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Monday, 10 February 2020 18:34

WY Central High Spotlights Benefits of Skilled Trades

Written by Kathryn Palmer
Cheyenne Central senior Colton Pingel, 18, talks with Tyler Ammons, 12, about what happens inside the auto body shop during the career and technical education open house at Central High. Cheyenne Central senior Colton Pingel, 18, talks with Tyler Ammons, 12, about what happens inside the auto body shop during the career and technical education open house at Central High.

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Standing behind a blue curtain wearing a black welder’s mask, Ryland Rimmasch is already training for a career that pays more than some of his teachers at Central High make.

“I like working with my hands,” Rimmasch said, as he showed a few middle-schoolers how to fire up a welding torch.

 

He’s a member of Central’s SkillsUSA chapter, which hosted the first career and technical education open house Wednesday night.

 

In addition to opening up the welding shop, Rimmasch joined other students in demonstrating what goes on in the fully outfitted woodworking, construction, engineering technology, auto body and agriculture shops at Central.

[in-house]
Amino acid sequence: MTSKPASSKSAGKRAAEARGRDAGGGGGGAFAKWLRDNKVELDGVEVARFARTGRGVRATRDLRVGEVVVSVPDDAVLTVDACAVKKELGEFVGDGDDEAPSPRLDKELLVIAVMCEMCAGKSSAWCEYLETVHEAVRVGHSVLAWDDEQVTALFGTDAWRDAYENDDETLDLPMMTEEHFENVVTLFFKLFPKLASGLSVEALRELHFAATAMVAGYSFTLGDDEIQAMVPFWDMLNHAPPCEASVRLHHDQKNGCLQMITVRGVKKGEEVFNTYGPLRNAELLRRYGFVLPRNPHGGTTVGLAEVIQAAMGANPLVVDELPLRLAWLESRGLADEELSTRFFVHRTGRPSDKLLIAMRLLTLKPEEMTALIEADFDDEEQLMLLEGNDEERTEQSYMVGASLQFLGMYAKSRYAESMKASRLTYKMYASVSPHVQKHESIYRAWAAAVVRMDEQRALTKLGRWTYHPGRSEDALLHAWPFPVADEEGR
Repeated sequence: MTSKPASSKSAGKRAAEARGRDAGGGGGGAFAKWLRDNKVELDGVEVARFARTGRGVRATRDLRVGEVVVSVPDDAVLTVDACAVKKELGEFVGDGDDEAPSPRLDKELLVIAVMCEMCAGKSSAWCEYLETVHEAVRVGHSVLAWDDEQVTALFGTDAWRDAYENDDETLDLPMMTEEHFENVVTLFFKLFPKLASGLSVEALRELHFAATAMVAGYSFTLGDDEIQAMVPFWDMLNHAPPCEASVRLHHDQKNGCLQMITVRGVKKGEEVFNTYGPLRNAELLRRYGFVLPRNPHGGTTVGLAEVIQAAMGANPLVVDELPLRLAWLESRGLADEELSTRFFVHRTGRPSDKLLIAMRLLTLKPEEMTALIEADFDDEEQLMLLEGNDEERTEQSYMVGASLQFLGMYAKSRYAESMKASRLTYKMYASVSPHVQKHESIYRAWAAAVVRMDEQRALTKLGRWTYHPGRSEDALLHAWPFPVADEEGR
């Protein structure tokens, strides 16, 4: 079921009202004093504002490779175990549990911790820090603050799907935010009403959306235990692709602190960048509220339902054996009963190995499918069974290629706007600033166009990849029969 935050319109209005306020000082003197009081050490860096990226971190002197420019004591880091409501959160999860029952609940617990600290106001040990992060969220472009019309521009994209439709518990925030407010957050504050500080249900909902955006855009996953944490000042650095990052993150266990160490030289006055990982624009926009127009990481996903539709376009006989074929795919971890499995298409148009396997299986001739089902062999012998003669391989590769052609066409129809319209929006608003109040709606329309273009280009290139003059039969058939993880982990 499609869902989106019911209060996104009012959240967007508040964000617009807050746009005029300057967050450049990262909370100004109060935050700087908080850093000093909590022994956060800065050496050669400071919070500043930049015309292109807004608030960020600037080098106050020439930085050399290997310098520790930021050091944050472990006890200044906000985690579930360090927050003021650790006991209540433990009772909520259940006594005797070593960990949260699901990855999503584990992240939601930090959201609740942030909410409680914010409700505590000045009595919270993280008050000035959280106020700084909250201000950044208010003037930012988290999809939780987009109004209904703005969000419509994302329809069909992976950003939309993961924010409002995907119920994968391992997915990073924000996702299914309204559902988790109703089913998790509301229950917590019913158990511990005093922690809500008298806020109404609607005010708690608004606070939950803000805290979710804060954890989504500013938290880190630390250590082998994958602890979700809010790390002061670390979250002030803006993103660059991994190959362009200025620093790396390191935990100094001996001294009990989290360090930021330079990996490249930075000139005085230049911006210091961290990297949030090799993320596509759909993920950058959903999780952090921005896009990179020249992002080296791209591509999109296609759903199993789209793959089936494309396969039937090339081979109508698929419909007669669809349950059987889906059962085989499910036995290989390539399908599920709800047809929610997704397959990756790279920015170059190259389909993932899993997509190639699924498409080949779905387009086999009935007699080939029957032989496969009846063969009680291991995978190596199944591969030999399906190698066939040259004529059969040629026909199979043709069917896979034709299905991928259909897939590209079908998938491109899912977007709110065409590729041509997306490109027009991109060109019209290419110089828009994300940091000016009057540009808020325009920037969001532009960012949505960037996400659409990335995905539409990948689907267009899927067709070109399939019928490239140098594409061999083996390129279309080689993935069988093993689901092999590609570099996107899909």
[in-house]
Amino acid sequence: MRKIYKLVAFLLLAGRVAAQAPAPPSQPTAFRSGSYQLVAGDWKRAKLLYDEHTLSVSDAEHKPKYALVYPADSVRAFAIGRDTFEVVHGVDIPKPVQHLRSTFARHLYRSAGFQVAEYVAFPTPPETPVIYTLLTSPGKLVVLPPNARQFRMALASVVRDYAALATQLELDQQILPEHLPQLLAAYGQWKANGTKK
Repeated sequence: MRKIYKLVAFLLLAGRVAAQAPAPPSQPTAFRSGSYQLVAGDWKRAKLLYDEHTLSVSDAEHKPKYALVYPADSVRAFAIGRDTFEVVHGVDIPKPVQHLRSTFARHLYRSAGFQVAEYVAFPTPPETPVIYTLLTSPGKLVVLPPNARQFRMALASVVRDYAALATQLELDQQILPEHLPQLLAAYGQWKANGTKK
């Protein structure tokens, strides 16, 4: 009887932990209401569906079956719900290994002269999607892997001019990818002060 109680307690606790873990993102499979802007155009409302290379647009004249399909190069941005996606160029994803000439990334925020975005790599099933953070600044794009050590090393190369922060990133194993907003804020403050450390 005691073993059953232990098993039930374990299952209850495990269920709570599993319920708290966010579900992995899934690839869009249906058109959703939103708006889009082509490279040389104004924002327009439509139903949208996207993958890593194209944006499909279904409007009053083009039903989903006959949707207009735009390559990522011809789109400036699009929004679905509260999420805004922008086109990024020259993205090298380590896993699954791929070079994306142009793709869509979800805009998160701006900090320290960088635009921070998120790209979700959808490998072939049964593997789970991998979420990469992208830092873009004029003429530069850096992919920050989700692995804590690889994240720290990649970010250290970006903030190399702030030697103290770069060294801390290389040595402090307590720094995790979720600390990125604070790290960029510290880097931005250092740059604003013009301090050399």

Many of the students who take classes in those shops are, like Rimmasch, members of SkillsUSA, which is a national organization that partners with students, educators and industry leaders to prepare students with “personal, workplace and technical skills.”

 

The chapter’s approximately 30 members saw Wednesday’s open house as an opportunity to get the word out to other students about viable career paths outside of a four-year college degree.

 

“Sometimes we have focused on our college-bound students to the detriment of our skilled trades,” Michelle Aldrich, state director of career and technical education, said, noting Wyoming’s high need for skilled tradespeople in fields like construction and agriculture.

 

“I think there’s a resurgence, especially among millennials, of looking at skilled trades and labor as an opportunity of making a great living without incurring student debt.”

 

That’s one of the advantages Rimmasch, who prefers his three welding classes to his more traditional classes, sees in pursuing a welding career. “It’s interactive. There’s just so much to learn,” he said.

 

He took his first technical education class freshman year and already has a few different levels of welding certification.

 

Next year, he plans to attend Laramie County Community College’s welding program – partly with scholarship money he won at a local welding competition.

 

As of 2019, he’d also be able to tap into funds from the Hathaway Scholarship. Last year, the state Legislature added career and technical education pathways to the scholarship’s parameters.


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